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I have a line perpetually pointed at the mouse and originating at the player, but the length is limited to a certain value.

 line and player

I also can create a circular object on demand in Box2D (specifically the love2d bindings). I would like to apply an impulse on the new object that will send it flying in the direction of the line, with force proportional to the length of the line (that specific proportion is not important). The object should not roll along that line like a cannonball in a cannon barrel, but it should begin its journey in the direction of the line, such that a user can intuitively direct the projectile (all my attempts* at solving this issue have led to some angles (45/135) having similar projectile directions as flat angles (0/180), which means the angle is not functional as an aiming mechanism). I suppose a successful implementation might look like this: arcs along line

I have been looking through tutorials and haven't found an answer. I see whisperings of ways to do it by simply supplying the angle (if I read the pages correctly) but Love2D's function does not support that.

The way in Love2D to apply a linear impulse is Body:applyLinearImpulse( ix, iy, x, y ) with ix and iy being the x and y components of the impulse, and x and y being the position to apply the impulse (default to origin of body).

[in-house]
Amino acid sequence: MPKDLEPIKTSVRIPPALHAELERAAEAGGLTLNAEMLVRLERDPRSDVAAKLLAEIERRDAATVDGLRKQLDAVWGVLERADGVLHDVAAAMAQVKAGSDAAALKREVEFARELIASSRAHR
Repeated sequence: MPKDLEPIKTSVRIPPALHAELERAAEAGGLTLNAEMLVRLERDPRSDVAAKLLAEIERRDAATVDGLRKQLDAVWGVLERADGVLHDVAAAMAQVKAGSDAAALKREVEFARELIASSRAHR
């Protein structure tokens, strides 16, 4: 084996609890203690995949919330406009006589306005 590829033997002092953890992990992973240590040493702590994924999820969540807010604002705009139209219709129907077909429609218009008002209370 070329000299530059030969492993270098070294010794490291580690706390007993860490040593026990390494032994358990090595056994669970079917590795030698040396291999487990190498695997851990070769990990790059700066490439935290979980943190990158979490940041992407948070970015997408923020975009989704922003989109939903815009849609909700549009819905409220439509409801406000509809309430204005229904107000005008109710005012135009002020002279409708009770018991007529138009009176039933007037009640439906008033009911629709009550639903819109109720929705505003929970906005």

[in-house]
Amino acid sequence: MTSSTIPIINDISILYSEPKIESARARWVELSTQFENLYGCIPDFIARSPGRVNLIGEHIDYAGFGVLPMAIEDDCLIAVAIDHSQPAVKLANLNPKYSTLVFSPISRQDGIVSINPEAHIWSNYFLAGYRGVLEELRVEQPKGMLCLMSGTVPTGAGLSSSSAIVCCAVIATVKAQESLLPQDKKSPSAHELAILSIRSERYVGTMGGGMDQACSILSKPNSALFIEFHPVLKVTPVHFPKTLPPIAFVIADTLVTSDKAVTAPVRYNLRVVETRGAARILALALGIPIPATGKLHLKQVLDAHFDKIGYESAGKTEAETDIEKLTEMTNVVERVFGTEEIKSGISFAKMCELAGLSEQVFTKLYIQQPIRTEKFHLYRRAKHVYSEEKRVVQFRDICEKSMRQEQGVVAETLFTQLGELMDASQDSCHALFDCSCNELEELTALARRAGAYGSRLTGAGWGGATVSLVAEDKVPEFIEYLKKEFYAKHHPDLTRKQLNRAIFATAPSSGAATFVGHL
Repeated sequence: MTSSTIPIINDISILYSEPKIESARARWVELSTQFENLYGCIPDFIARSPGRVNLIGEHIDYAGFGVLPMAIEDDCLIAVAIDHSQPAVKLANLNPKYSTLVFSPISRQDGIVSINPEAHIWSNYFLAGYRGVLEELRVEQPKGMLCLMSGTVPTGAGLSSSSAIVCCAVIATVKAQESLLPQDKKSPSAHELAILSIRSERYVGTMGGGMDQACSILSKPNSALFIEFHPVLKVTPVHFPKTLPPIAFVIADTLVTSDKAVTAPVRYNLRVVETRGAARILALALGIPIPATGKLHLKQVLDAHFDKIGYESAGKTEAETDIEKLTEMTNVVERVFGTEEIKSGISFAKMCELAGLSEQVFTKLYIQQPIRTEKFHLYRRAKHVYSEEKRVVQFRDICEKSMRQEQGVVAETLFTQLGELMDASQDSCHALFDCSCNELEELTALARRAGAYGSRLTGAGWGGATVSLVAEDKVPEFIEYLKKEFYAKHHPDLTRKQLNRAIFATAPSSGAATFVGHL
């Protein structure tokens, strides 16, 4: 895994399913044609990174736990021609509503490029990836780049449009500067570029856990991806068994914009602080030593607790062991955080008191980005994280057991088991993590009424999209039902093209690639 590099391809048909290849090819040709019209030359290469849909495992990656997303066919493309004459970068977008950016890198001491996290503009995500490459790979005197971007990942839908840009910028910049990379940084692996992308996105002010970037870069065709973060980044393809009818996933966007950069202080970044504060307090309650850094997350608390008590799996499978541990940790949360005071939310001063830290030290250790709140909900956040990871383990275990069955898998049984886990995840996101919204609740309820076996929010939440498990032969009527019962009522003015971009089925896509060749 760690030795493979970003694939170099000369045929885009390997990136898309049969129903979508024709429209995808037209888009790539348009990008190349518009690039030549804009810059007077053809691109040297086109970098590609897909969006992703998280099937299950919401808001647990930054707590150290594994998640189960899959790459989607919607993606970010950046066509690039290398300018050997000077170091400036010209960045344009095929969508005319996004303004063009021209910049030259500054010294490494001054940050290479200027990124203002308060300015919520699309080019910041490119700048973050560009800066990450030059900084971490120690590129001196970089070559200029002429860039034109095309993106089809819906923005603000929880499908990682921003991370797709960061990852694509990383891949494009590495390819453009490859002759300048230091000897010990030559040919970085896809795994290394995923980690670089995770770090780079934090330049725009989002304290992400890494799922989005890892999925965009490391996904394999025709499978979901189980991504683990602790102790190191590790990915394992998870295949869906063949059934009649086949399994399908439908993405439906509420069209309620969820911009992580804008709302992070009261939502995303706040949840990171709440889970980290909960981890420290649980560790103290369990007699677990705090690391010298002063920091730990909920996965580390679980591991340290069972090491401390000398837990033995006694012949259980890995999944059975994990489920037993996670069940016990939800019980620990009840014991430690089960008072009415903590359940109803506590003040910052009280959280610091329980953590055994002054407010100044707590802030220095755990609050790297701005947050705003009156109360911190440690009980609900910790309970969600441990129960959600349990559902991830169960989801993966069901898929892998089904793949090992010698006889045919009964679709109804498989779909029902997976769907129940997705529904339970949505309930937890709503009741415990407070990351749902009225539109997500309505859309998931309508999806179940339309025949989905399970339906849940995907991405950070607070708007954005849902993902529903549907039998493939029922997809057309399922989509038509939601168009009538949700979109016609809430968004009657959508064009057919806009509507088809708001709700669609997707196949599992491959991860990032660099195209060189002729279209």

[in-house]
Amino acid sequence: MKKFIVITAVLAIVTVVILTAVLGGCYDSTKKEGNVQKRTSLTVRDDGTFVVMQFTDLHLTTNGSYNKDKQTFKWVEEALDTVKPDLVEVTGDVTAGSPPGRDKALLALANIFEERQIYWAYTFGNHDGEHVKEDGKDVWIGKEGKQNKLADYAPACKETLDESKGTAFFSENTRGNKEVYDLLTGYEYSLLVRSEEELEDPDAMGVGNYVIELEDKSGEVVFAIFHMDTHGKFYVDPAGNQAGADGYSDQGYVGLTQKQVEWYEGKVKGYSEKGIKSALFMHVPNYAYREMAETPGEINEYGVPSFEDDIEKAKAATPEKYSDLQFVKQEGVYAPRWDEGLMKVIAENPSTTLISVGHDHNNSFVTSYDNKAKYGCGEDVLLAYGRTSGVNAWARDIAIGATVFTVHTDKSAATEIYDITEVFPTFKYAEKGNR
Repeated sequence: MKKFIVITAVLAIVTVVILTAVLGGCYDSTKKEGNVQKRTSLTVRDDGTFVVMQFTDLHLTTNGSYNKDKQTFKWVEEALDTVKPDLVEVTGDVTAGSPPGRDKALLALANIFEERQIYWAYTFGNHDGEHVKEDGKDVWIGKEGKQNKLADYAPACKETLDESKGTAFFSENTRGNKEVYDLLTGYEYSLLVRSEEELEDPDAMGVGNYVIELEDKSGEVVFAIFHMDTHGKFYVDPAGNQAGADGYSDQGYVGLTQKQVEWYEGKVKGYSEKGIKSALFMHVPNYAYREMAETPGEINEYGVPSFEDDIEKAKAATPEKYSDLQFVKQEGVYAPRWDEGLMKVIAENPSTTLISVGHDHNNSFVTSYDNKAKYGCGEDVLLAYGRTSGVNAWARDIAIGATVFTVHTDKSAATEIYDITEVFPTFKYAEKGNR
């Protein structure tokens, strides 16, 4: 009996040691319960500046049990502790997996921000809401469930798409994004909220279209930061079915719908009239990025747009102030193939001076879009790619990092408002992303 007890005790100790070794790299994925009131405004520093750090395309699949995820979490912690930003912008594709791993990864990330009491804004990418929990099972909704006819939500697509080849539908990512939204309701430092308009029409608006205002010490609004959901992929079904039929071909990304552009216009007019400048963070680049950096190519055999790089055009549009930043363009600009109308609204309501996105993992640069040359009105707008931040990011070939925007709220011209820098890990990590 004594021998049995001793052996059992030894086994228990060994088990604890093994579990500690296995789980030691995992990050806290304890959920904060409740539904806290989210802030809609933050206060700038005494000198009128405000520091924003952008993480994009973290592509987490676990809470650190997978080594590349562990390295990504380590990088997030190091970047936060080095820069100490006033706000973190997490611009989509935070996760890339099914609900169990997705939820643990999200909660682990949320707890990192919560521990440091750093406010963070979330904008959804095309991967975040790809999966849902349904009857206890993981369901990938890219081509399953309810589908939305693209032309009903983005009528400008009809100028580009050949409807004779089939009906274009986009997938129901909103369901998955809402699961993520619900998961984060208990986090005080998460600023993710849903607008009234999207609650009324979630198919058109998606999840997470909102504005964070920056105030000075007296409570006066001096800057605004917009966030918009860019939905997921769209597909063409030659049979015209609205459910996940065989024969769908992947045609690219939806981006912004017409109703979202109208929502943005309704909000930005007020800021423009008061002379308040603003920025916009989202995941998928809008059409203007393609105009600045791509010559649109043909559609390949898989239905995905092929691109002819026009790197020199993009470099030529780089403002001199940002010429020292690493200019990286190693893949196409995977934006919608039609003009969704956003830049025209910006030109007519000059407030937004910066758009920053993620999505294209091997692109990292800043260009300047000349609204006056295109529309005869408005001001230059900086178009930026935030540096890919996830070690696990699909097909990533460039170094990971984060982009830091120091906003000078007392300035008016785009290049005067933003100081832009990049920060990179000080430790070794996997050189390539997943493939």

*The best I have tried is to apply the distance of the line as the x/y components in applyLinearImpulse. This creates the awful failure I mentioned earlier where the angle of the line does not produce much difference in the angle of the projectile (but it does produce a tiny amount, with extremely diminishing returns as the line approaches a 90 degree angle / vertical line).

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  • \$\begingroup\$ This is a well made and well answered post - thank you \$\endgroup\$
    – Natalo77
    Apr 11, 2020 at 23:26

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The user bageltan on the love2d discord has supplied me with the answer: (line.x and line.y are the x and y positions of the end of the line and in my case player.x/player.y are the start of the line and where the projectiles spawn.)

ix = line.x - player.x

iy = line.y - player.y

You can multiply the sum of these by any number you choose to increase/decrease the force of the throw within the proportion. Here is an example showing it works, with the equations multiplied by 0.5.

Example of successful implementation

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